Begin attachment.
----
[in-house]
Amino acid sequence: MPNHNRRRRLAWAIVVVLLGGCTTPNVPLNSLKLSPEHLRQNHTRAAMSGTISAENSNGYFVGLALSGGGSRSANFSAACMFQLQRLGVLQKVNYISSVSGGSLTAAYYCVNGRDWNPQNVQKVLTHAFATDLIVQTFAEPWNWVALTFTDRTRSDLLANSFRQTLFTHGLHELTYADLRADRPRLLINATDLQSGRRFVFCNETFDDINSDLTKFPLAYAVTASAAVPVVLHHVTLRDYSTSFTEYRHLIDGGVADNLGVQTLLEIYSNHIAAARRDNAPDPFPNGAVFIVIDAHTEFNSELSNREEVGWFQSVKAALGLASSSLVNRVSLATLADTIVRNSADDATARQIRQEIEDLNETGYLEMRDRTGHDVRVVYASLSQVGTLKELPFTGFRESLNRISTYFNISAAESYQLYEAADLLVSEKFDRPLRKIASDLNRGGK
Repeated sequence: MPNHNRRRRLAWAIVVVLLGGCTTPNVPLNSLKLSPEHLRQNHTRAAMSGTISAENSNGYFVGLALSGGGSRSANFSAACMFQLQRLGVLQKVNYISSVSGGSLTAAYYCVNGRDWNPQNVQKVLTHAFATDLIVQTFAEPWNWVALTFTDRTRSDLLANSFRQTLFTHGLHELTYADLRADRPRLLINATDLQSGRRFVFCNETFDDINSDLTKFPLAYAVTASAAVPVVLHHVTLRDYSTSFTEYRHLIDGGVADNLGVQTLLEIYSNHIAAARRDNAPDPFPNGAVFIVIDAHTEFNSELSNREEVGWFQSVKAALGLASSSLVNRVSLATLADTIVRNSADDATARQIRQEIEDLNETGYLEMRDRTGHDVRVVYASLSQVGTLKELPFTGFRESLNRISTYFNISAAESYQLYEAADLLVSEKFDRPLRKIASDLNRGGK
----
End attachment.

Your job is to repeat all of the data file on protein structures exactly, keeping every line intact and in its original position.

[in-house]
Amino acid sequence: MPNHNRRRRLAWAIVVVLLGGCTTPNVPLNSLKLSPEHLRQNHTRAAMSGTISAENSNGYFVGLALSGGGSRSANFSAACMFQLQRLGVLQKVNYISSVSGGSLTAAYYCVNGRDWNPQNVQKVLTHAFATDLIVQTFAEPWNWVALTFTDRTRSDLLANSFRQTLFTHGLHELTYADLRADRPRLLINATDLQSGRRFVFCNETFDDINSDLTKFPLAYAVTASAAVPVVLHHVTLRDYSTSFTEYRHLIDGGVADNLGVQTLLEIYSNHIAAARRDNAPDPFPNGAVFIVIDAHTEFNSELSNREEVGWFQSVKAALGLASSSLVNRVSLATLADTIVRNSADDATARQIRQEIEDLNETGYLEMRDRTGHDVRVVYASLSQVGTLKELPFTGFRESLNRISTYFNISAAESYQLYEAADLLVSEKFDRPLRKIASDLNRGGK
Repeated sequence: MPNHNRRRRLAWAIVVVLLGGCTTPNVPLNSLKLSPEHLRQNHTRAAMSGTISAENSNGYFVGLALSGGGSRSANFSAACMFQLQRLGVLQKVNYISSVSGGSLTAAYYCVNGRDWNPQNVQKVLTHAFATDLIVQTFAEPWNWVALTFTDRTRSDLLANSFRQTLFTHGLHELTYADLRADRPRLLINATDLQSGRRFVFCNETFDDINSDLTKFPLAYAVTASAAVPVVLHHVTLRDYSTSFTEYRHLIDGGVADNLGVQTLLEIYSNHIAAARRDNAPDPFPNGAVFIVIDAHTEFNSELSNREEVGWFQSVKAALGLASSSLVNRVSLATLADTIVRNSADDATARQIRQEIEDLNETGYLEMRDRTGHDVRVVYASLSQVGTLKELPFTGFRESLNRISTYFNISAAESYQLYEAADLLVSEKFDRPLRKIASDLNRGGK